BCBS of Kansas Medical Policy Update

BCBS of Kansas Medical Policy Update

by abilling, September 1, 2016

Title:   Facet Joint Denervation (Cervical and Lumbar)

POLICY Current Effective Date:  October 1, 2016

A. Thermal radiofrequency denervation of cervical facet joints (C2-3 and below) and lumbar facet joints is considered medically necessary when ALL of the following criteria are met:

  1. No prior posterior spinal fusion surgery in the vertebral level being treated; AND
  2. Disabling low back (lumbosacral) or neck (cervical) pain, suggestive of intrinsic facet joint origin as supported by history and physical; AND
  3. Pain has failed to respond to three (3) months of conservative management; AND
  4. There has been a successful trial of confirming medial branch blocks (see Policy Guidelines); AND
  5. If there has been a prior successful radiofrequency (RF) denervation, a minimum time of six (6) months has elapsed since prior RF nerve treatment.

B. Radiofrequency denervation is considered experimental / investigational for the treatment of chronic spinal / back pain for all uses that do not meet the criteria listed above, including but not limited to treatment of thoracic facet joint pain.

C. All other methods of denervation are considered experimental / investigational for the treatment of chronic spinal / back pain, including, but not limited to pulsed radiofrequency denervation, laser denervation, chemodenervation (eg, alcohol, phenol, or high-concentration local anesthetics), and cryodenervation.

D. Therapeutic medial branch blocks are considered experimental / investigational.

E. If there has been a prior successful radiofrequency (RF) denervation, additional prognostic blocks at the same level may be considered medically necessary to confirm the source of pain is from the same segmental level. 


Policy Guidelines

  1. A successful trial of controlled diagnostic medial branch blocks consists of 2 positive blocks performed on separate days, under fluoroscopic guidance, that have resulted in at least an 80% reduction in pain for the duration of the local anesthetic (no steroids or other drugs) used (eg, 3 hours longer with bupivacaine than lidocaine).
  2. No therapeutic intra-articular injections (ie, steroids, saline, or other substances) should be administered for a period of at least 4 weeks prior to the diagnostic medial branch block. The diagnostic blocks should involve the levels being considered for RF treatment and should not be conducted under intravenous sedation unless specifically indicated (eg, the patient is unable to cooperate with the procedure). These diagnostic blocks should be targeted to the likely pain generator. Single level blocks lead to more precise diagnostic information, but multiple single level blocks require several visits and additional exposure to radiation.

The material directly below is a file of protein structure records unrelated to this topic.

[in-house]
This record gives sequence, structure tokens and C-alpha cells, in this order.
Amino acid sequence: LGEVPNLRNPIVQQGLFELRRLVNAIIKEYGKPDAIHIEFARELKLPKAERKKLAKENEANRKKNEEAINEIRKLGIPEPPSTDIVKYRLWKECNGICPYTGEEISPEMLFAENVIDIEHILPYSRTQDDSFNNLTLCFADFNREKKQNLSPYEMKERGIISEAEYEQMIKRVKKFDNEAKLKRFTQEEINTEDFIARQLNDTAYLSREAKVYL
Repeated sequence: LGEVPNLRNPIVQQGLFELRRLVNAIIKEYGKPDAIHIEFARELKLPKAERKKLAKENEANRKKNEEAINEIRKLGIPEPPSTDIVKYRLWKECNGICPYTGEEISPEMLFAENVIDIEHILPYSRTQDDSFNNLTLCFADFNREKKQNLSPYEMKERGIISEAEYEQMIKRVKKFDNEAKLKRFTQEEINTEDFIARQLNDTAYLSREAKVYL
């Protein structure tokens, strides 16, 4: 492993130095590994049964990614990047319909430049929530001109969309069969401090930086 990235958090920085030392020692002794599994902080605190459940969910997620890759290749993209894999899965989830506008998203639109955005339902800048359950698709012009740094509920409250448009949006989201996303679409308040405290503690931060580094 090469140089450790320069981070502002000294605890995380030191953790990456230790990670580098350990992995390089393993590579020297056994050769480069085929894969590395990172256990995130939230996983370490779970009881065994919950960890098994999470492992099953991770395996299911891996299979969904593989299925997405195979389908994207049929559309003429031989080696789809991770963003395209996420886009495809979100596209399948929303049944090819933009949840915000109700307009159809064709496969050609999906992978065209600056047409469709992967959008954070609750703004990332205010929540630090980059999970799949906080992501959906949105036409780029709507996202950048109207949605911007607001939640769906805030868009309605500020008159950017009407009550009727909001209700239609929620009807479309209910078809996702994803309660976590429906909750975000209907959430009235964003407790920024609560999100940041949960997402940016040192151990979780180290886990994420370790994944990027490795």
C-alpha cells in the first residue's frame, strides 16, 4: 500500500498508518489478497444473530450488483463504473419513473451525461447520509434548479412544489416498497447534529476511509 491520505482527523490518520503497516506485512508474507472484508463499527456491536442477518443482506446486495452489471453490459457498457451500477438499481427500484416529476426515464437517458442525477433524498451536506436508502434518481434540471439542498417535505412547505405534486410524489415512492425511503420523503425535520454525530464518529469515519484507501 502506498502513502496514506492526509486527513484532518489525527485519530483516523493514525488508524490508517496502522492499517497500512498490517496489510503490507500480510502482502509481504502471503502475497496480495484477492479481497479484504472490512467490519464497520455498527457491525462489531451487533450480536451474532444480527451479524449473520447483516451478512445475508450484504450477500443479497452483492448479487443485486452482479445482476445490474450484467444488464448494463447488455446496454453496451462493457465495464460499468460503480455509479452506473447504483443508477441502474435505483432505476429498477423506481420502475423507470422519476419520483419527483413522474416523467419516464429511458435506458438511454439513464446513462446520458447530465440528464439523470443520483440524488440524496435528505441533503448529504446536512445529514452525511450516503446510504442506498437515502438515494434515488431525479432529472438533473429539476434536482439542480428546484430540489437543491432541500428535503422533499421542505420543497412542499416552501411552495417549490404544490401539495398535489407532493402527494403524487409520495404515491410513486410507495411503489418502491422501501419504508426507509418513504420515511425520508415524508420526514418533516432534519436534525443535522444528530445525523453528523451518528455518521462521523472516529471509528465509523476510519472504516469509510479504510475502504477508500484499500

3. Parallel Needle Placement. In order to incorporate target nerves reliably, electrodes must be placed close and parallel to the nerve. Electrodes that touch the nerve will reliably incorporate the nerve into the lesion they produce, even if the lesion is of minimal size, as proximity to the nerve is crucial. One method to ensure the target nerve is denervated is to place multiple lesions, in such a fashion as to ensure that a volume of tissue is coagulated that encompasses the entire volume in which the target nerve might lie.



abinsights Contact Information

abinsights readers are invited to submit comments, questions, tips, and suggestions for articles on any subject related to billing, collections, coding, reimbursement, and compliance.  Send to:  Anesthesia Billing, Inc.,     P O Box 388, Newton, KS  67114-0388.  Phone 316-281-3700.  Fax 316-282-4322.

Our purpose is to help you meet inevitable challenges.  We hope to deliver practical knowledge and solutions drawn from top resources and business publications in every issue, knowledge you can use today.

Reasonable attempts have been made to be accurate.  However, medical billing, collections, coding and compliance are part science, part art, and even experts sometimes differ.  Neither Anesthesia Billing, Inc., the editors, publisher, contributors, or consultants warrant or guarantee the information contained will be applicable or appropriate in all situations.  For information specific to your practice, consult a qualified professional.

The information included in this publication is provided, among other things, to alert you to legal developments and should not be considered legal advice.  Specific questions about how this information affects your particular situation should be addressed to your attorney.

Editor:  Philip Blann (pblann@anesthesiabilling.com).

No Comments

Leave a Reply

Your email address will not be published Required fields are marked *

You may use these HTML tags and attributes: <a href="" title=""> <abbr title=""> <acronym title=""> <b> <blockquote cite=""> <cite> <code> <del datetime=""> <em> <i> <q cite=""> <s> <strike> <strong>